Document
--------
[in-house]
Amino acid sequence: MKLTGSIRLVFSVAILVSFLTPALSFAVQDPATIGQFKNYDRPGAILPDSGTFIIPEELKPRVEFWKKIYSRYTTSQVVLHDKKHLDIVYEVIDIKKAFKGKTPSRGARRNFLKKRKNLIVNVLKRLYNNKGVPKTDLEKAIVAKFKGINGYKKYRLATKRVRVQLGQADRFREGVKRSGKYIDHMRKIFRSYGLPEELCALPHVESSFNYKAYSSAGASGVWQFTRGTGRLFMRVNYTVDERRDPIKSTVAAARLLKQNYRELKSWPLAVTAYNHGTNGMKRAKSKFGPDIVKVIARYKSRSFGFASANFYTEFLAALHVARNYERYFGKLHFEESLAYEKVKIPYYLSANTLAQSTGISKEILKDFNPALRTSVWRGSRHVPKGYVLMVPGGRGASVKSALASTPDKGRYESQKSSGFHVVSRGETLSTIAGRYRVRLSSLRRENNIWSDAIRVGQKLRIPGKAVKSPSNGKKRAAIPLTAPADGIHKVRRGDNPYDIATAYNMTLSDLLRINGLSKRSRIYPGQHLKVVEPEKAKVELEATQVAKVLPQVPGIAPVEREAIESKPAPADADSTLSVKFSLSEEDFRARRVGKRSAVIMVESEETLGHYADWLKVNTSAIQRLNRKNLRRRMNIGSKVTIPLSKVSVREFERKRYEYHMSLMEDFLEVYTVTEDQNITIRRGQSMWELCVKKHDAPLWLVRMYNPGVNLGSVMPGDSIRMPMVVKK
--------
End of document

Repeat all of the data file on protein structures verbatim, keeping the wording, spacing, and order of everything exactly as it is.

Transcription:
[in-house]
Amino acid sequence: MKLTGSIRLVFSVAILVSFLTPALSFAVQDPATIGQFKNYDRPGAILPDSGTFIIPEELKPRVEFWKKIYSRYTTSQVVLHDKKHLDIVYEVIDIKKAFKGKTPSRGARRNFLKKRKNLIVNVLKRLYNNKGVPKTDLEKAIVAKFKGINGYKKYRLATKRVRVQLGQADRFREGVKRSGKYIDHMRKIFRSYGLPEELCALPHVESSFNYKAYSSAGASGVWQFTRGTGRLFMRVNYTVDERRDPIKSTVAAARLLKQNYRELKSWPLAVTAYNHGTNGMKRAKSKFGPDIVKVIARYKSRSFGFASANFYTEFLAALHVARNYERYFGKLHFEESLAYEKVKIPYYLSANTLAQSTGISKEILKDFNPALRTSVWRGSRHVPKGYVLMVPGGRGASVKSALASTPDKGRYESQKSSGFHVVSRGETLSTIAGRYRVRLSSLRRENNIWSDAIRVGQKLRIPGKAVKSPSNGKKRAAIPLTAPADGIHKVRRGDNPYDIATAYNMTLSDLLRINGLSKRSRIYPGQHLKVVEPEKAKVELEATQVAKVLPQVPGIAPVEREAIESKPAPADADSTLSVKFSLSEEDFRARRVGKRSAVIMVESEETLGHYADWLKVNTSAIQRLNRKNLRRRMNIGSKVTIPLSKVSVREFERKRYEYHMSLMEDFLEVYTVTEDQNITIRRGQSMWELCVKKHDAPLWLVRMYNPGVNLGSVMPGDSIRMPMVVKK